Staying Steady: a community based exercise initiative for falls prevention

Laura Hedley*, Nicola Suckley, Lisa Robinson, Pam Dawson

*Corresponding author for this work

Research output: Contribution to journalArticlepeer-review

24 Citations (Scopus)


Over the past decade falls in the older population have become a priority in government policy. There is good evidence to suggest that tailored exercise effectively reduces falls; however, much of this evidence takes the form of randomized controlled trials that do not reflect the diversity of clinical practice. In response to emerging evidence, a community falls prevention program, called Staying Steady, was developed targeting older people at risk of falls. The program was evaluated using a mixed methods approach to capture both the personal experiences of the five participants, and any measurable clinical outcomes. The narrative accounts, supported by the measurable clinical outcomes, indicated that it was possible to replicate the results of large trials at a local level. The qualitative aspect of the evaluation enabled detailed consideration of other issues important to falls prevention programs. A social cognitive model was used to explain the reasons why participants either did, or did not, adhere to the program. The acceptability of the program to the participants was also explored in detail. Recommendations have been made to develop the Staying Steady program for future service users.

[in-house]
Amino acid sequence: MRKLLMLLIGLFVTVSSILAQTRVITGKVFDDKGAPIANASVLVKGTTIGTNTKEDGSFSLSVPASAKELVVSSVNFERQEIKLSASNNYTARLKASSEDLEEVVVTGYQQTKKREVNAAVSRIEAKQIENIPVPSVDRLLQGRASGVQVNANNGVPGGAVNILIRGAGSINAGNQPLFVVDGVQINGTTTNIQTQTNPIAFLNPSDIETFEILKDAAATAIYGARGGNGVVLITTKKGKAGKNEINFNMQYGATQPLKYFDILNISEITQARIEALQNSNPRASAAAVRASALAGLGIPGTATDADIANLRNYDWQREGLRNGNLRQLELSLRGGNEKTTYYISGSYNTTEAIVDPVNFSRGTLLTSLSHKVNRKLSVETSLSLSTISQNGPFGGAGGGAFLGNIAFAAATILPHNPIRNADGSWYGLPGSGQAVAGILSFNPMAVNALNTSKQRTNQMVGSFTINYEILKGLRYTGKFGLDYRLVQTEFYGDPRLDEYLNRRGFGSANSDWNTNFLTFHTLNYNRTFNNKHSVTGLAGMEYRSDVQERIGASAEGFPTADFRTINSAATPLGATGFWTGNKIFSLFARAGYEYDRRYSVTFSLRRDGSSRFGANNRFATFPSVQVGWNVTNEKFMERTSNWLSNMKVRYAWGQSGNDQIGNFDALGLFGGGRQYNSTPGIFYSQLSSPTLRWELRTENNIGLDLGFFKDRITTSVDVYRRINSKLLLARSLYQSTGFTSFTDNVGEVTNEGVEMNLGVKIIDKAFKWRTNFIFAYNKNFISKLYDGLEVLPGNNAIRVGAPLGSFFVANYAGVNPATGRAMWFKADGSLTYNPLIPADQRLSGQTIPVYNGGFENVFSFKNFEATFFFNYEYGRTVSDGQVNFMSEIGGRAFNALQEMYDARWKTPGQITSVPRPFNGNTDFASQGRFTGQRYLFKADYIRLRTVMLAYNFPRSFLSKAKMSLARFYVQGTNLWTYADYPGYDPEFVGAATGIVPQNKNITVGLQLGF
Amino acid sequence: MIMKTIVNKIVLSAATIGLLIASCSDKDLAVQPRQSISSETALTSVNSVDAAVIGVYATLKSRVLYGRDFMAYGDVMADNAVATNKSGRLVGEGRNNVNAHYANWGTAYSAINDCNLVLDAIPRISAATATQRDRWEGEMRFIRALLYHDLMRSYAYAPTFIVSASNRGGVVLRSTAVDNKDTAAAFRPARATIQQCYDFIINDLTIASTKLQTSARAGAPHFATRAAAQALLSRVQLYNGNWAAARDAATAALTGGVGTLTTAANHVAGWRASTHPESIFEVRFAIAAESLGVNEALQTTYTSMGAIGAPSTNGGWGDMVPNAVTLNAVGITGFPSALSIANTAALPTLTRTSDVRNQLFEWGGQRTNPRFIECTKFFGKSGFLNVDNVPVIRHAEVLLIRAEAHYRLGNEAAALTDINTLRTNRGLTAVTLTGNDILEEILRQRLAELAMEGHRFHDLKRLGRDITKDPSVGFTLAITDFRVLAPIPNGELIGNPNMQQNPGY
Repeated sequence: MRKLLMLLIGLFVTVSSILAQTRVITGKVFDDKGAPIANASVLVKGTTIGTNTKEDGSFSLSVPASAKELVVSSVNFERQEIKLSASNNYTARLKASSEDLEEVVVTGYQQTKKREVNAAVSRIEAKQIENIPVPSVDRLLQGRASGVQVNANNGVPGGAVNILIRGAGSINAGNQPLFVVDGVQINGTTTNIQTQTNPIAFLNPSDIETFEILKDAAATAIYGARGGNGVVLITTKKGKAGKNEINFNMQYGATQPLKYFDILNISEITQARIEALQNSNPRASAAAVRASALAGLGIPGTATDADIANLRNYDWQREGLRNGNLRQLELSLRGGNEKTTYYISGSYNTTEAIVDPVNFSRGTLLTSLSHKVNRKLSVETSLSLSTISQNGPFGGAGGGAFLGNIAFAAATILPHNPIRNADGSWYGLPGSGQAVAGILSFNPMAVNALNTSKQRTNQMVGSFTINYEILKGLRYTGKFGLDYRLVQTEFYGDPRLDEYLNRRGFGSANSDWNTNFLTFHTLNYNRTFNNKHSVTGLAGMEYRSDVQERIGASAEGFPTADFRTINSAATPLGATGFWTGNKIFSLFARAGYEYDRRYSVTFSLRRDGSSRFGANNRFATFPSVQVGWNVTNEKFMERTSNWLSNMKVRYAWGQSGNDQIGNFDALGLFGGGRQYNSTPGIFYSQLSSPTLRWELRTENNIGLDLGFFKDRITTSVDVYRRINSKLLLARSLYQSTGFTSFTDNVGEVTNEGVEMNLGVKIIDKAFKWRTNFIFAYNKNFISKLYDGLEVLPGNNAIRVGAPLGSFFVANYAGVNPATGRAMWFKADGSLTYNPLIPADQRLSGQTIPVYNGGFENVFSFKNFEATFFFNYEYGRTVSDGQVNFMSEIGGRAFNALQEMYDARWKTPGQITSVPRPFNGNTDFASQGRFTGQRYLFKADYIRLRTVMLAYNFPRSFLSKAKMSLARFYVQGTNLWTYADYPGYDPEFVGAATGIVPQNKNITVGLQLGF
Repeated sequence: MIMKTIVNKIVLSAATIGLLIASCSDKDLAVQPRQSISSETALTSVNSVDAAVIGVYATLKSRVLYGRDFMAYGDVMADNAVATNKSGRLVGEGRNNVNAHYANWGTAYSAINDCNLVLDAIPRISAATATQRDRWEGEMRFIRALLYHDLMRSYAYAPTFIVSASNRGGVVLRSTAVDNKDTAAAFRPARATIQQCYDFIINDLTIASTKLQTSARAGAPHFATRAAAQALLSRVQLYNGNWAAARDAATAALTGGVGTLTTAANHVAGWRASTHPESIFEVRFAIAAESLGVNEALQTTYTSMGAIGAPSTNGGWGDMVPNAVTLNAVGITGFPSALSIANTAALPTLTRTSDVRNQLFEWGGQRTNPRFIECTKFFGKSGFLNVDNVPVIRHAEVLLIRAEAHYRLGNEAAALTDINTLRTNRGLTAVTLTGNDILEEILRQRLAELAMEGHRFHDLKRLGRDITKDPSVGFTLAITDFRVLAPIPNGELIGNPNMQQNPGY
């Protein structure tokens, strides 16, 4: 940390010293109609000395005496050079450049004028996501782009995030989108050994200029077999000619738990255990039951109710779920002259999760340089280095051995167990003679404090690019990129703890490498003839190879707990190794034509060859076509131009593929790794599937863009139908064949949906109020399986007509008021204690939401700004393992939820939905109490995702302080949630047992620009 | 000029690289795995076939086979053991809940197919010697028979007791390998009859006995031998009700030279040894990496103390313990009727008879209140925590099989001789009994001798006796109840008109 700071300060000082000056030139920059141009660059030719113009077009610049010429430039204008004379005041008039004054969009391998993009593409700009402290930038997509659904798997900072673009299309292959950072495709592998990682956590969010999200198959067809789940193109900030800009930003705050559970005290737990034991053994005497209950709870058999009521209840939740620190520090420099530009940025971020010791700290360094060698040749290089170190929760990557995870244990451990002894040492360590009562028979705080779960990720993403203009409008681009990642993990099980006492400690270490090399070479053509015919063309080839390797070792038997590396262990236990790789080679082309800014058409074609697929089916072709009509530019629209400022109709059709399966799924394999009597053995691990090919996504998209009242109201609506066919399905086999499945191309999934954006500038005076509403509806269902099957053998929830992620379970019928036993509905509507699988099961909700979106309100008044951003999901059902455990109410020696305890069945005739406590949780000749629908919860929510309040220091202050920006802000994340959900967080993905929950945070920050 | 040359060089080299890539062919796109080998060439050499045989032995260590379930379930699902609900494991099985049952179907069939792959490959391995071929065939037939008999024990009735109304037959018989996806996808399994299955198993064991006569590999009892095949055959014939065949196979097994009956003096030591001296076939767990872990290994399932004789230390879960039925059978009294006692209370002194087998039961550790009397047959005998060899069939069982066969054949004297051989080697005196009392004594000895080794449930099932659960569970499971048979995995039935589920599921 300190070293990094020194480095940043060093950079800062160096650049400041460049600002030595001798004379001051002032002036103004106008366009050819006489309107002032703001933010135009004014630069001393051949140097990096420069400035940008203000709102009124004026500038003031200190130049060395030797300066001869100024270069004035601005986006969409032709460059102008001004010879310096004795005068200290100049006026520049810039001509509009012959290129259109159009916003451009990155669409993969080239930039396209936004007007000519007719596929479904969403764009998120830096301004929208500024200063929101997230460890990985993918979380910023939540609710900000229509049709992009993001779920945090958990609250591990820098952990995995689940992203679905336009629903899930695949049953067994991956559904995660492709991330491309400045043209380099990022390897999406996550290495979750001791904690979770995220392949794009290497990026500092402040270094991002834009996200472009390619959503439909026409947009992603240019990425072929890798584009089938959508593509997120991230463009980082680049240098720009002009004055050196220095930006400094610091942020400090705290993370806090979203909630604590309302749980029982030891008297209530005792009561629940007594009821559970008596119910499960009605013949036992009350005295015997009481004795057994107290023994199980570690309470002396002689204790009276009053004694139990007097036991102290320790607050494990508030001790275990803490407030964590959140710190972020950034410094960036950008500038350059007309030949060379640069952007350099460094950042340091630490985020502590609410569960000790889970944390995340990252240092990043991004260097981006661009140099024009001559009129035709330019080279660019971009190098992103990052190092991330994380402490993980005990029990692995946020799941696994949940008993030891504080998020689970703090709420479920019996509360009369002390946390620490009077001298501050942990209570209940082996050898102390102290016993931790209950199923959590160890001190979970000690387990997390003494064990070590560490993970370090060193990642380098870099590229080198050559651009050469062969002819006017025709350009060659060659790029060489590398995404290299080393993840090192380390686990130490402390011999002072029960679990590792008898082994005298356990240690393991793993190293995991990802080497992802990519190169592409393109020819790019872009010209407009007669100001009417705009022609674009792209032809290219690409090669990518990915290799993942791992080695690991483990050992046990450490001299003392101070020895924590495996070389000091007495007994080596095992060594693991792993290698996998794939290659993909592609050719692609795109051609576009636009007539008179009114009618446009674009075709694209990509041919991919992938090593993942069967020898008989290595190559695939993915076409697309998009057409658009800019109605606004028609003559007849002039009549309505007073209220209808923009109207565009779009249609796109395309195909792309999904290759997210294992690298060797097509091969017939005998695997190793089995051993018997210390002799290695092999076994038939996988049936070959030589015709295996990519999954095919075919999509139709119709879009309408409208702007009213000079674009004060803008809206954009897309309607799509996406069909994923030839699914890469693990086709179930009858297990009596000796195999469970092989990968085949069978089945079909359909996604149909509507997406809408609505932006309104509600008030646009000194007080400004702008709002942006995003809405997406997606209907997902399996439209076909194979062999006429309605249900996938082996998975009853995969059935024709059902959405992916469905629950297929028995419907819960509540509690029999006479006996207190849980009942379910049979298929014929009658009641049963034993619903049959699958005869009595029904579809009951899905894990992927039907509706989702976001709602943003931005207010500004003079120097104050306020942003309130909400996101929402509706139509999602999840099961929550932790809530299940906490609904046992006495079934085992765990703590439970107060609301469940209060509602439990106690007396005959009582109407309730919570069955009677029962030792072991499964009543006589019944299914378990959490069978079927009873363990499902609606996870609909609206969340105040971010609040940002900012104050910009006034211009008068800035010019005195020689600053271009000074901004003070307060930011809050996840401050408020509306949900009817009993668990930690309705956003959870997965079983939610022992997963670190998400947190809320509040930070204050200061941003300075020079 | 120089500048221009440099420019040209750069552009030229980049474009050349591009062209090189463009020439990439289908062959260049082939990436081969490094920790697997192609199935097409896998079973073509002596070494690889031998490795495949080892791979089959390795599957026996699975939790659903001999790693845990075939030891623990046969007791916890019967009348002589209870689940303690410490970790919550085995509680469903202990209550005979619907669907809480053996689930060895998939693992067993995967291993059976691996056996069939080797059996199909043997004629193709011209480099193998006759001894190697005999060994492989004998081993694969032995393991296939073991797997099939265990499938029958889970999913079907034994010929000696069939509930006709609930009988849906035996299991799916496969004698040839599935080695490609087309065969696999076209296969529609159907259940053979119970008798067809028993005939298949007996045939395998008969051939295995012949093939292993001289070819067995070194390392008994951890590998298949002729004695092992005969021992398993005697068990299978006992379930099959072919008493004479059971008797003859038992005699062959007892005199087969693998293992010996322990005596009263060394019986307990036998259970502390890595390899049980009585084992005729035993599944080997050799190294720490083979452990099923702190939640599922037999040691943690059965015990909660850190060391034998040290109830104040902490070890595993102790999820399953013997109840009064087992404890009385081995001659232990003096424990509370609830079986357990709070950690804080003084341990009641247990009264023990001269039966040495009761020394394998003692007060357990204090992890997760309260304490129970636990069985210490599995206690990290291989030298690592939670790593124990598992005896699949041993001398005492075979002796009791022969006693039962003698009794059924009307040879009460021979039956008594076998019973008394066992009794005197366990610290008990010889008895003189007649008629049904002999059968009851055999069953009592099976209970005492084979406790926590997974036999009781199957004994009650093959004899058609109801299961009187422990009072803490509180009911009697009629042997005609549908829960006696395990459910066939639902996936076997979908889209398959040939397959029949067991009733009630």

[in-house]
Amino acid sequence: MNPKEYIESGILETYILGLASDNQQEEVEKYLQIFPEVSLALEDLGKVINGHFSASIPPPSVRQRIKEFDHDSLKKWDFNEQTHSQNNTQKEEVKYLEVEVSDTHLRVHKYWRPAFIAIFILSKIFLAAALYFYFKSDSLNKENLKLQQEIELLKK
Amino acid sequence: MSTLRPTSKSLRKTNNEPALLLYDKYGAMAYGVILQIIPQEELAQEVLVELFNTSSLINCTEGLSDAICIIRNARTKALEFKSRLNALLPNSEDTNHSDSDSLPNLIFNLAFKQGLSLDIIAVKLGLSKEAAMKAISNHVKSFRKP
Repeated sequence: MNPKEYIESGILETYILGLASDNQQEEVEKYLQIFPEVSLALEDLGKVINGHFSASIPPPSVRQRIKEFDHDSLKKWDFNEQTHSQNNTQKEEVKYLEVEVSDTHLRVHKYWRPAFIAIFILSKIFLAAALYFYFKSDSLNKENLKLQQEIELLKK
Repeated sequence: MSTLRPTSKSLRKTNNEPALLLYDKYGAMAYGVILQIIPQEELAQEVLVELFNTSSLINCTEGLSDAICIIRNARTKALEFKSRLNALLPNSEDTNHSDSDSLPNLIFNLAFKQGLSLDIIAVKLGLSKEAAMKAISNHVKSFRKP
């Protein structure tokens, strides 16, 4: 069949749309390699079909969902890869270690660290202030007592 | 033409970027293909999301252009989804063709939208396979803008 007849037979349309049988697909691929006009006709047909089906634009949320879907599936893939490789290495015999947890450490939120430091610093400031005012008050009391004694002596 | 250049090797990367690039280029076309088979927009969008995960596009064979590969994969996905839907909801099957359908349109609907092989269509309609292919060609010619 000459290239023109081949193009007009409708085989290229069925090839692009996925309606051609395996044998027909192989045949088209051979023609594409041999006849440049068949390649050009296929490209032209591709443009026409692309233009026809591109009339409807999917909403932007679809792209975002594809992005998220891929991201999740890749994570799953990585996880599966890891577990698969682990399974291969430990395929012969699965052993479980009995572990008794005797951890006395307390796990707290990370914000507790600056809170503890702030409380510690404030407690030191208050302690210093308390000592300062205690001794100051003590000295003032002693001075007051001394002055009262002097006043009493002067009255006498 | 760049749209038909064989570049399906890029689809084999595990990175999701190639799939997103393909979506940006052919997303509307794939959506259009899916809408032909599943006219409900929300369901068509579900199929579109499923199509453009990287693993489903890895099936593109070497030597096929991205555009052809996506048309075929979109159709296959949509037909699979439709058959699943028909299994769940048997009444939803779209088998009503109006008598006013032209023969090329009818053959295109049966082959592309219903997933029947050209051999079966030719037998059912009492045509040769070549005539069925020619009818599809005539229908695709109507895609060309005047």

Original languageEnglish
Pages (from-to)425-438
JournalPhysiotherapy Theory and Practice
Issue number7
Early online date31 Jul 2010
Publication statusPublished - 1 Oct 2010
Externally publishedYes


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